So, the whole “peas in guacamole” thing, I just find it…I don’t know. First off, you know, if someone finds that guacamole with peas in it tastes good, they should eat that and enjoy the heck out of it. Why not?

Why not. I gather I’m only seeing the edges of this, apparently actual news outlets are reporting on the vast and deep internet rage over someone suggesting we try adding peas to guacamole. Seriously? Why?

So, I suppose (perhaps I’m wrong but that won’t stop me from blogging) that it’s a question of peas “not belonging” in guacamole. So here’s my question–why not?

This is something I’ve kind of pondered over the last several years. Sometimes I’ll come across recipes or dishes that are described as “authentic.” Like, real authentic Indian food, or real authentic Mexican food or…yeah.

But what does that mean? What makes a dish or a recipe “authentic”? How about, oh, pizza. Real, authentic pizza, what would that be? Would it be the pizza margherita allegedly invented in Naples in the 1890s? Or would it be the duodecim pizze wikipedia tells us is mentioned in a Latin text at the end of the tenth century? Surely those pizze didn’t have tomato sauce on them! So, like, is real authentic pizza a flatbread with maybe some cheese on it?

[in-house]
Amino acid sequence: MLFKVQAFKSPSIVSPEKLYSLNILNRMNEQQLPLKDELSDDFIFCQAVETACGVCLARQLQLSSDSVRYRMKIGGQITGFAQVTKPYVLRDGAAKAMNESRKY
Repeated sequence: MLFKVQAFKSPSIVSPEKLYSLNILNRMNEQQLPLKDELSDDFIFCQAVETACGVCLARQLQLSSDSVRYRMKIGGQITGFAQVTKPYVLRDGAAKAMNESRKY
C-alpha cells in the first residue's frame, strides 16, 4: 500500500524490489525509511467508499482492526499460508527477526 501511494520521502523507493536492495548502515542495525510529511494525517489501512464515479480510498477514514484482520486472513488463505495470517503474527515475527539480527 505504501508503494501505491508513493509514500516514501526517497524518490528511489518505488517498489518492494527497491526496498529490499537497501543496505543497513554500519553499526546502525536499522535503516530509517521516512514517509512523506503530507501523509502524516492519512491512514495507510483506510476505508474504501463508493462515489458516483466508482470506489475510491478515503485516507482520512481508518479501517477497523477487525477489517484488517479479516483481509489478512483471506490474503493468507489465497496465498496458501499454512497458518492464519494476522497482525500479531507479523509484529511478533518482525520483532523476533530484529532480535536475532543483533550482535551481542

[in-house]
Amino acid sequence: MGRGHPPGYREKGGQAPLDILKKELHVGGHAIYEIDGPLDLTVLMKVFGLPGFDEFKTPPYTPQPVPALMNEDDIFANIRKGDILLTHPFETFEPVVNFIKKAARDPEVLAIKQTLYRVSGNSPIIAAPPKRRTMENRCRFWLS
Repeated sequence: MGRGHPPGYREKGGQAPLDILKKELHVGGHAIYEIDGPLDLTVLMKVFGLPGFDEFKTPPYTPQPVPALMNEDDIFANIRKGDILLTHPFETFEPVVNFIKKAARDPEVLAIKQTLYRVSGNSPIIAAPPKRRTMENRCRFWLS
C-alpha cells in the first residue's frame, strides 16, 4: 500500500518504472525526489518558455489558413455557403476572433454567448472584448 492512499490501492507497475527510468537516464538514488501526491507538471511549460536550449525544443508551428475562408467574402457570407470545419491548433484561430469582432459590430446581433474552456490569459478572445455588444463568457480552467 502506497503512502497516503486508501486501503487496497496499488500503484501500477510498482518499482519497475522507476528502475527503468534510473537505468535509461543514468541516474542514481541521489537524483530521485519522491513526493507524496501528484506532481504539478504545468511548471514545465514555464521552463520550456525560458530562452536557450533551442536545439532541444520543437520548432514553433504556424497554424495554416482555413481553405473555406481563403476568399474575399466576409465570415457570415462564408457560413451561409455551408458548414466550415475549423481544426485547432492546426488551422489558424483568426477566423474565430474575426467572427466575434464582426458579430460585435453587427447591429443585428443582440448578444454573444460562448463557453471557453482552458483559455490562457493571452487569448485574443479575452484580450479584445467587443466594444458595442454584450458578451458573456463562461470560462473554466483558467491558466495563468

My search for “authentic” pizza here completely ignores or dismisses all the more recent varieties of the dish, many of them regional, many of them changing over time. And what seems authentic to me may strike you as a travesty–in fact, I’d bet my idea of authentic pizza would almost certainly do that. I grew up in St Louis, and St Louis style pizza is very likely one of those things you don’t really appreciate unless you’ve grown up with it, or at least eaten it for years. True fact–authentic St Louis style pizza uses provel cheese. You’ve probably never even heard of it unless you’re a St. Louisan, and that’s because provel is made in Wisconsin, and pretty much only for St Louis.